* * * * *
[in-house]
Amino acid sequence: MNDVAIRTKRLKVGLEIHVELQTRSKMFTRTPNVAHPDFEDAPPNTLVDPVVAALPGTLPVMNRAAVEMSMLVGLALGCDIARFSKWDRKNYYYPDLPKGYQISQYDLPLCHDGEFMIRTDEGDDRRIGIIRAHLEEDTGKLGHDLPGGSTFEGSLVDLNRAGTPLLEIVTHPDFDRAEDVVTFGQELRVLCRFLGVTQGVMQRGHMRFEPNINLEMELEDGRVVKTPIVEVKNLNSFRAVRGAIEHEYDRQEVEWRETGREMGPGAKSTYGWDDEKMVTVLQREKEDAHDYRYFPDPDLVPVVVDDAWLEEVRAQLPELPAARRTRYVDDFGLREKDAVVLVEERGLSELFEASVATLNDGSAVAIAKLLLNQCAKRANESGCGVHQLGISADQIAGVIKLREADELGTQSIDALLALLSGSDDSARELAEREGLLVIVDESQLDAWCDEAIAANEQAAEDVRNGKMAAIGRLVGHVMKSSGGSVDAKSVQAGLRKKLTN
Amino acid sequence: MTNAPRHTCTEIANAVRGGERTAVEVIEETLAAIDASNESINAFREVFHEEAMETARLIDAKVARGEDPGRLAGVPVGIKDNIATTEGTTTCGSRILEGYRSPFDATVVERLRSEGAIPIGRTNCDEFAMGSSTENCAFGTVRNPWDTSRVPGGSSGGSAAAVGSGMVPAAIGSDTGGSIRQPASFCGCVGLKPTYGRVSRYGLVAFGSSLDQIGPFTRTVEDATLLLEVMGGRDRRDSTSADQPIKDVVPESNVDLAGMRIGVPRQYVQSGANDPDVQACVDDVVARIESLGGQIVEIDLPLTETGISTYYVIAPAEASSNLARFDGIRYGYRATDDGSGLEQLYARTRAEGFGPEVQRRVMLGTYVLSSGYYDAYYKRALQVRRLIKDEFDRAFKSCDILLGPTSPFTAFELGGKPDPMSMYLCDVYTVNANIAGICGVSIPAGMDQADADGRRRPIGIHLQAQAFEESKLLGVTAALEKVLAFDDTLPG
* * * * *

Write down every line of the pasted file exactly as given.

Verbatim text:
[in-house]
Amino acid sequence: MNDVAIRTKRLKVGLEIHVELQTRSKMFTRTPNVAHPDFEDAPPNTLVDPVVAALPGTLPVMNRAAVEMSMLVGLALGCDIARFSKWDRKNYYYPDLPKGYQISQYDLPLCHDGEFMIRTDEGDDRRIGIIRAHLEEDTGKLGHDLPGGSTFEGSLVDLNRAGTPLLEIVTHPDFDRAEDVVTFGQELRVLCRFLGVTQGVMQRGHMRFEPNINLEMELEDGRVVKTPIVEVKNLNSFRAVRGAIEHEYDRQEVEWRETGREMGPGAKSTYGWDDEKMVTVLQREKEDAHDYRYFPDPDLVPVVVDDAWLEEVRAQLPELPAARRTRYVDDFGLREKDAVVLVEERGLSELFEASVATLNDGSAVAIAKLLLNQCAKRANESGCGVHQLGISADQIAGVIKLREADELGTQSIDALLALLSGSDDSARELAEREGLLVIVDESQLDAWCDEAIAANEQAAEDVRNGKMAAIGRLVGHVMKSSGGSVDAKSVQAGLRKKLTN
Amino acid sequence: MTNAPRHTCTEIANAVRGGERTAVEVIEETLAAIDASNESINAFREVFHEEAMETARLIDAKVARGEDPGRLAGVPVGIKDNIATTEGTTTCGSRILEGYRSPFDATVVERLRSEGAIPIGRTNCDEFAMGSSTENCAFGTVRNPWDTSRVPGGSSGGSAAAVGSGMVPAAIGSDTGGSIRQPASFCGCVGLKPTYGRVSRYGLVAFGSSLDQIGPFTRTVEDATLLLEVMGGRDRRDSTSADQPIKDVVPESNVDLAGMRIGVPRQYVQSGANDPDVQACVDDVVARIESLGGQIVEIDLPLTETGISTYYVIAPAEASSNLARFDGIRYGYRATDDGSGLEQLYARTRAEGFGPEVQRRVMLGTYVLSSGYYDAYYKRALQVRRLIKDEFDRAFKSCDILLGPTSPFTAFELGGKPDPMSMYLCDVYTVNANIAGICGVSIPAGMDQADADGRRRPIGIHLQAQAFEESKLLGVTAALEKVLAFDDTLPG